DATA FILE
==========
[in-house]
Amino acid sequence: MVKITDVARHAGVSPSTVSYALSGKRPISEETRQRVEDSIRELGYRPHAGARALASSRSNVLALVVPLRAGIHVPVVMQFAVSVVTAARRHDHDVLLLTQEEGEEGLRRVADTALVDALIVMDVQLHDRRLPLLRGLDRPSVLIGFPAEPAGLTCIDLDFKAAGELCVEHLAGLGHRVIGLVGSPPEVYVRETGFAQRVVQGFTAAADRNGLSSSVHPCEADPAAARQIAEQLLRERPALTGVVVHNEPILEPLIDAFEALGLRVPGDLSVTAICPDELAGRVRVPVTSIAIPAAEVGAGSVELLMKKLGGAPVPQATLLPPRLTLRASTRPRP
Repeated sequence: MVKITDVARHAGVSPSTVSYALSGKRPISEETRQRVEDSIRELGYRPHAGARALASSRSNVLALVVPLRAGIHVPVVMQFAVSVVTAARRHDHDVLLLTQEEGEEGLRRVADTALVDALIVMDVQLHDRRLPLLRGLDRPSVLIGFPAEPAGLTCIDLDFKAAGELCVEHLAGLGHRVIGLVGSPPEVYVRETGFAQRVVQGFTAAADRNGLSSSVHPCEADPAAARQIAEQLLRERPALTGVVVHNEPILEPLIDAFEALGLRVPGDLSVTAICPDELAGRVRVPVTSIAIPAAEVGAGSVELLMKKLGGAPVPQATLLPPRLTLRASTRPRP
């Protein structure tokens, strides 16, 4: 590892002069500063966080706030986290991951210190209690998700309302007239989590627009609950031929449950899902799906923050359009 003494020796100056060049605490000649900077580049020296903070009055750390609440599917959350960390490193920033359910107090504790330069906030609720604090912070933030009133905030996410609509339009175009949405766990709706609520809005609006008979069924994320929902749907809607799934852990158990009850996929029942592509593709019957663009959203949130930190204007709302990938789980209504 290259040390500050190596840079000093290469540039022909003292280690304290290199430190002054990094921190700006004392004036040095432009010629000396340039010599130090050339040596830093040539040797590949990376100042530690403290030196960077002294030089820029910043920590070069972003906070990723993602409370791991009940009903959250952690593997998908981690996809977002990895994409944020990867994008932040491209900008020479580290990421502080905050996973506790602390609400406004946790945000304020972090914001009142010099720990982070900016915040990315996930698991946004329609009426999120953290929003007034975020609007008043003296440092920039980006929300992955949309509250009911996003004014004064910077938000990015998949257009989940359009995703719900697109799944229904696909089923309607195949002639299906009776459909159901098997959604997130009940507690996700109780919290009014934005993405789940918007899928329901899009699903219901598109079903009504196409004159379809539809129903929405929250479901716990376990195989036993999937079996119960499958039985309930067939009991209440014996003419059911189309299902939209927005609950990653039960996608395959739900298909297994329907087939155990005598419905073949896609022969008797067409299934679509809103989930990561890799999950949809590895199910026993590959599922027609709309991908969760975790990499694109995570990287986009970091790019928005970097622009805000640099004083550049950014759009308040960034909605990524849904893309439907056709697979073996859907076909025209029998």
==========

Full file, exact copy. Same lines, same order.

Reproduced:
[in-house]
Amino acid sequence: MVKITDVARHAGVSPSTVSYALSGKRPISEETRQRVEDSIRELGYRPHAGARALASSRSNVLALVVPLRAGIHVPVVMQFAVSVVTAARRHDHDVLLLTQEEGEEGLRRVADTALVDALIVMDVQLHDRRLPLLRGLDRPSVLIGFPAEPAGLTCIDLDFKAAGELCVEHLAGLGHRVIGLVGSPPEVYVRETGFAQRVVQGFTAAADRNGLSSSVHPCEADPAAARQIAEQLLRERPALTGVVVHNEPILEPLIDAFEALGLRVPGDLSVTAICPDELAGRVRVPVTSIAIPAAEVGAGSVELLMKKLGGAPVPQATLLPPRLTLRASTRPRP
Repeated sequence: MVKITDVARHAGVSPSTVSYALSGKRPISEETRQRVEDSIRELGYRPHAGARALASSRSNVLALVVPLRAGIHVPVVMQFAVSVVTAARRHDHDVLLLTQEEGEEGLRRVADTALVDALIVMDVQLHDRRLPLLRGLDRPSVLIGFPAEPAGLTCIDLDFKAAGELCVEHLAGLGHRVIGLVGSPPEVYVRETGFAQRVVQGFTAAADRNGLSSSVHPCEADPAAARQIAEQLLRERPALTGVVVHNEPILEPLIDAFEALGLRVPGDLSVTAICPDELAGRVRVPVTSIAIPAAEVGAGSVELLMKKLGGAPVPQATLLPPRLTLRASTRPRP
């Protein structure tokens, strides 16, 4: 590892002069500063966080706030986290991951210190209690998700309302007239989590627009609950031929449950899902799906923050359009 003494020796100056060049605490000649900077580049020296903070009055750390609440599917959350960390490193920033359910107090504790330069906030609720604090912070933030009133905030996410609509339009175009949405766990709706609520809005609006008979069924994320929902749907809607799934852990158990009850996929029942592509593709019957663009959203949130930190204007709302990938789980209504 290259040390500050190596840079000093290469540039022909003292280690304290290199430190002054990094921190700006004392004036040095432009010629000396340039010599130090050339040596830093040539040797590949990376100042530690403290030196960077002294030089820029910043920590070069972003906070990723993602409370791991009940009903959250952690593997998908981690996809977002990895994409944020990867994008932040491209900008020479580290990421502080905050996973506790602390609400406004946790945000304020972090914001009142010099720990982070900016915040990315996930698991946004329609009426999120953290929003007034975020609007008043003296440092920039980006929300992955949309509250009911996003004014004064910077938000990015998949257009989940359009995703719900697109799944229904696909089923309607195949002639299906009776459909159901098997959604997130009940507690996700109780919290009014934005993405789940918007899928329901899009699903219901598109079903009504196409004159379809539809129903929405929250479901716990376990195989036993999937079996119960499958039985309930067939009991209440014996003419059911189309299902939209927005609950990653039960996608395959739900298909297994329907087939155990005598419905073949896609022969008797067409299934679509809103989930990561890799999950949809590895199910026993590959599922027609709309991908969760975790990499694109995570990287986009970091790019928005970097622009805000640099004083550049950014759009308040960034909605990524849904893309439907056709697979073996859907076909025209029998």